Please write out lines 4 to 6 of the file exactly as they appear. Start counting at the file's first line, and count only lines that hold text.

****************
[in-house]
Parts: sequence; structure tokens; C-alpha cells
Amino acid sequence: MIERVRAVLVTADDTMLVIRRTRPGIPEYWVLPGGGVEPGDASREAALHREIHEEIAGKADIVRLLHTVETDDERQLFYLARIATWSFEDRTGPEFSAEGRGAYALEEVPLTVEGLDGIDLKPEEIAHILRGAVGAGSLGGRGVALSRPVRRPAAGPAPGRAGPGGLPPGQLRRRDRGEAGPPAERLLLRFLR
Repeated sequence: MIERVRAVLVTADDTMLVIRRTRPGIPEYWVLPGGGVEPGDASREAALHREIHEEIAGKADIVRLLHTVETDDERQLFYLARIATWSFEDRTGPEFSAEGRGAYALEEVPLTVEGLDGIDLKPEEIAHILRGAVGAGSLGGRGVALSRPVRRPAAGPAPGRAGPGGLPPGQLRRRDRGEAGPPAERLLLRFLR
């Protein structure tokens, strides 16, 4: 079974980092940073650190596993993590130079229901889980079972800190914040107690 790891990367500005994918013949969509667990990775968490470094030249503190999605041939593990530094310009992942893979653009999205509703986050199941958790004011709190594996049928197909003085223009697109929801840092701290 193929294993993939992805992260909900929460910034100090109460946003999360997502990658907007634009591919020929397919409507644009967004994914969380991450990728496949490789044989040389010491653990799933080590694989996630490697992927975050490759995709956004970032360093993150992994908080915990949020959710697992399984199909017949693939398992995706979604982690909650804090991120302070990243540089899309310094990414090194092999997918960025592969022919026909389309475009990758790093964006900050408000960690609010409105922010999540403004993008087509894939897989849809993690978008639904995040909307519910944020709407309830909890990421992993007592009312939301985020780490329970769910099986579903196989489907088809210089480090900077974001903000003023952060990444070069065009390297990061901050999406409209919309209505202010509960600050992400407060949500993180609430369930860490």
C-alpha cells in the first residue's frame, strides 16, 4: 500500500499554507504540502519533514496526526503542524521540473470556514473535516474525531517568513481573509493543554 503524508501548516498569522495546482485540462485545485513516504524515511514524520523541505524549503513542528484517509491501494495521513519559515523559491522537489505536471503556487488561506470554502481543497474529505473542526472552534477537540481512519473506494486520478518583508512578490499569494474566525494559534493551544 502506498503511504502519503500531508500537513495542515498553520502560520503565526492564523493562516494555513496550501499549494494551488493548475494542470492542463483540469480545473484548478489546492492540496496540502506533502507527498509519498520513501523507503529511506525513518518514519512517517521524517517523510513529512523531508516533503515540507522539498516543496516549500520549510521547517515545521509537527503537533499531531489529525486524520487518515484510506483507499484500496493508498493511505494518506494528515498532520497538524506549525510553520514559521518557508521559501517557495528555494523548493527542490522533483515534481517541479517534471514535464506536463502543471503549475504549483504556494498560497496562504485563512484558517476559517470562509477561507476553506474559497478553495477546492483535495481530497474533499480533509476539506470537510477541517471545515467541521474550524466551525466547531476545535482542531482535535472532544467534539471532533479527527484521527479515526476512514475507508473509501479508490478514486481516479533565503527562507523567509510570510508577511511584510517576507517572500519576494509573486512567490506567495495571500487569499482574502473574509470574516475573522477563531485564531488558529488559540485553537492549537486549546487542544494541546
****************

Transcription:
Repeated sequence: MIERVRAVLVTADDTMLVIRRTRPGIPEYWVLPGGGVEPGDASREAALHREIHEEIAGKADIVRLLHTVETDDERQLFYLARIATWSFEDRTGPEFSAEGRGAYALEEVPLTVEGLDGIDLKPEEIAHILRGAVGAGSLGGRGVALSRPVRRPAAGPAPGRAGPGGLPPGQLRRRDRGEAGPPAERLLLRFLR
């Protein structure tokens, strides 16, 4: 079974980092940073650190596993993590130079229901889980079972800190914040107690 790891990367500005994918013949969509667990990775968490470094030249503190999605041939593990530094310009992942893979653009999205509703986050199941958790004011709190594996049928197909003085223009697109929801840092701290 193929294993993939992805992260909900929460910034100090109460946003999360997502990658907007634009591919020929397919409507644009967004994914969380991450990728496949490789044989040389010491653990799933080590694989996630490697992927975050490759995709956004970032360093993150992994908080915990949020959710697992399984199909017949693939398992995706979604982690909650804090991120302070990243540089899309310094990414090194092999997918960025592969022919026909389309475009990758790093964006900050408000960690609010409105922010999540403004993008087509894939897989849809993690978008639904995040909307519910944020709407309830909890990421992993007592009312939301985020780490329970769910099986579903196989489907088809210089480090900077974001903000003023952060990444070069065009390297990061901050999406409209919309209505202010509960600050992400407060949500993180609430369930860490």
C-alpha cells in the first residue's frame, strides 16, 4: 500500500499554507504540502519533514496526526503542524521540473470556514473535516474525531517568513481573509493543554 503524508501548516498569522495546482485540462485545485513516504524515511514524520523541505524549503513542528484517509491501494495521513519559515523559491522537489505536471503556487488561506470554502481543497474529505473542526472552534477537540481512519473506494486520478518583508512578490499569494474566525494559534493551544 502506498503511504502519503500531508500537513495542515498553520502560520503565526492564523493562516494555513496550501499549494494551488493548475494542470492542463483540469480545473484548478489546492492540496496540502506533502507527498509519498520513501523507503529511506525513518518514519512517517521524517517523510513529512523531508516533503515540507522539498516543496516549500520549510521547517515545521509537527503537533499531531489529525486524520487518515484510506483507499484500496493508498493511505494518506494528515498532520497538524506549525510553520514559521518557508521559501517557495528555494523548493527542490522533483515534481517541479517534471514535464506536463502543471503549475504549483504556494498560497496562504485563512484558517476559517470562509477561507476553506474559497478553495477546492483535495481530497474533499480533509476539506470537510477541517471545515467541521474550524466551525466547531476545535482542531482535535472532544467534539471532533479527527484521527479515526476512514475507508473509501479508490478514486481516479533565503527562507523567509510570510508577511511584510517576507517572500519576494509573486512567490506567495495571500487569499482574502473574509470574516475573522477563531485564531488558529488559540485553537492549537486549546487542544494541546